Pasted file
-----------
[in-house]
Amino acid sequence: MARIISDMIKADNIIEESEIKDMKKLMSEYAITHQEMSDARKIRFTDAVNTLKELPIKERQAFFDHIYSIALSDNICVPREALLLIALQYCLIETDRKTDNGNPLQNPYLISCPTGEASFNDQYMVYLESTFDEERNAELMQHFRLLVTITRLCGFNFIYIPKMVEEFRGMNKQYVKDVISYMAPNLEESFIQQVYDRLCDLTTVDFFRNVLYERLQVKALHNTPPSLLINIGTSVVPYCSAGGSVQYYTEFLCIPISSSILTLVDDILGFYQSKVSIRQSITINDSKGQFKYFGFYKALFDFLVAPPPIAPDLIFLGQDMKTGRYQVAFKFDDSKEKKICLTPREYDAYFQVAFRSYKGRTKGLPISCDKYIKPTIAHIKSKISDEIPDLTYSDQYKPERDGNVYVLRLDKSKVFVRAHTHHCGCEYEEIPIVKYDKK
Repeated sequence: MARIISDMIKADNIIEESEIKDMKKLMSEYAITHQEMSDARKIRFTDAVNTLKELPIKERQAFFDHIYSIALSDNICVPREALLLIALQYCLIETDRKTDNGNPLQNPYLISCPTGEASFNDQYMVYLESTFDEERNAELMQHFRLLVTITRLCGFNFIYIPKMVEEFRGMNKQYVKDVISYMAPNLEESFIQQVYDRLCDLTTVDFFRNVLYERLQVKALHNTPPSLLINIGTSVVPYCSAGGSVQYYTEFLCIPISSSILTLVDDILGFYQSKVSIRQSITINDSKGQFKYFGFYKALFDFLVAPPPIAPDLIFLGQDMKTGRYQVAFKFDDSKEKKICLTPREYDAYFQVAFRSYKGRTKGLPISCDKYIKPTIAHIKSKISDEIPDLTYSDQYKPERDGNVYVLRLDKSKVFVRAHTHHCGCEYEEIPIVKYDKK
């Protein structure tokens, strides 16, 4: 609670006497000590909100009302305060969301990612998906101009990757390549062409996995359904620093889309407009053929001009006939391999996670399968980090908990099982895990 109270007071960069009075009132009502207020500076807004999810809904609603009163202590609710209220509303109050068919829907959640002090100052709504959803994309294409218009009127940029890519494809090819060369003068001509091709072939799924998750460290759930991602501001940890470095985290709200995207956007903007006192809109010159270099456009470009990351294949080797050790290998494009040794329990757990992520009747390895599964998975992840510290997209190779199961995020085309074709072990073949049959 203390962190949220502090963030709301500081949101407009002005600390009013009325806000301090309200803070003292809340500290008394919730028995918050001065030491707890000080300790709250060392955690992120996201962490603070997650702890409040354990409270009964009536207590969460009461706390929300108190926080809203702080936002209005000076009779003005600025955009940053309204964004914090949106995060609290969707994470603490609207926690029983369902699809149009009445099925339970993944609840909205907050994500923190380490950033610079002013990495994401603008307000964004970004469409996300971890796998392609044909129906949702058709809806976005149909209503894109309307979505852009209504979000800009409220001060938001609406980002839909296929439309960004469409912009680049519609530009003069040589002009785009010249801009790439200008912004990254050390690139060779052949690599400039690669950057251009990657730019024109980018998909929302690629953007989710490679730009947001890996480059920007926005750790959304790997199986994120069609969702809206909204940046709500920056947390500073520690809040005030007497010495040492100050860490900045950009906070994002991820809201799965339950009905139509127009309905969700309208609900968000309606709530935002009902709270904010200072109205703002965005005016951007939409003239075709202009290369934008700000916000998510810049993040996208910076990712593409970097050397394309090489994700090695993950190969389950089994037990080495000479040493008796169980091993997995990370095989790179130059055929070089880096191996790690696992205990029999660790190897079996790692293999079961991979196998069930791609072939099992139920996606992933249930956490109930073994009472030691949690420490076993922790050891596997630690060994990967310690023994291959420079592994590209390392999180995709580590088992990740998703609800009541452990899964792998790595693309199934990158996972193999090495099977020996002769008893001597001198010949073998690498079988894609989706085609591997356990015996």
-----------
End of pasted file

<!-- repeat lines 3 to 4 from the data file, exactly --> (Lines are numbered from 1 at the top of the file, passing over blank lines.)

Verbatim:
Repeated sequence: MARIISDMIKADNIIEESEIKDMKKLMSEYAITHQEMSDARKIRFTDAVNTLKELPIKERQAFFDHIYSIALSDNICVPREALLLIALQYCLIETDRKTDNGNPLQNPYLISCPTGEASFNDQYMVYLESTFDEERNAELMQHFRLLVTITRLCGFNFIYIPKMVEEFRGMNKQYVKDVISYMAPNLEESFIQQVYDRLCDLTTVDFFRNVLYERLQVKALHNTPPSLLINIGTSVVPYCSAGGSVQYYTEFLCIPISSSILTLVDDILGFYQSKVSIRQSITINDSKGQFKYFGFYKALFDFLVAPPPIAPDLIFLGQDMKTGRYQVAFKFDDSKEKKICLTPREYDAYFQVAFRSYKGRTKGLPISCDKYIKPTIAHIKSKISDEIPDLTYSDQYKPERDGNVYVLRLDKSKVFVRAHTHHCGCEYEEIPIVKYDKK
């Protein structure tokens, strides 16, 4: 609670006497000590909100009302305060969301990612998906101009990757390549062409996995359904620093889309407009053929001009006939391999996670399968980090908990099982895990 109270007071960069009075009132009502207020500076807004999810809904609603009163202590609710209220509303109050068919829907959640002090100052709504959803994309294409218009009127940029890519494809090819060369003068001509091709072939799924998750460290759930991602501001940890470095985290709200995207956007903007006192809109010159270099456009470009990351294949080797050790290998494009040794329990757990992520009747390895599964998975992840510290997209190779199961995020085309074709072990073949049959 203390962190949220502090963030709301500081949101407009002005600390009013009325806000301090309200803070003292809340500290008394919730028995918050001065030491707890000080300790709250060392955690992120996201962490603070997650702890409040354990409270009964009536207590969460009461706390929300108190926080809203702080936002209005000076009779003005600025955009940053309204964004914090949106995060609290969707994470603490609207926690029983369902699809149009009445099925339970993944609840909205907050994500923190380490950033610079002013990495994401603008307000964004970004469409996300971890796998392609044909129906949702058709809806976005149909209503894109309307979505852009209504979000800009409220001060938001609406980002839909296929439309960004469409912009680049519609530009003069040589002009785009010249801009790439200008912004990254050390690139060779052949690599400039690669950057251009990657730019024109980018998909929302690629953007989710490679730009947001890996480059920007926005750790959304790997199986994120069609969702809206909204940046709500920056947390500073520690809040005030007497010495040492100050860490900045950009906070994002991820809201799965339950009905139509127009309905969700309208609900968000309606709530935002009902709270904010200072109205703002965005005016951007939409003239075709202009290369934008700000916000998510810049993040996208910076990712593409970097050397394309090489994700090695993950190969389950089994037990080495000479040493008796169980091993997995990370095989790179130059055929070089880096191996790690696992205990029999660790190897079996790692293999079961991979196998069930791609072939099992139920996606992933249930956490109930073994009472030691949690420490076993922790050891596997630690060994990967310690023994291959420079592994590209390392999180995709580590088992990740998703609800009541452990899964792998790595693309199934990158996972193999090495099977020996002769008893001597001198010949073998690498079988894609989706085609591997356990015996």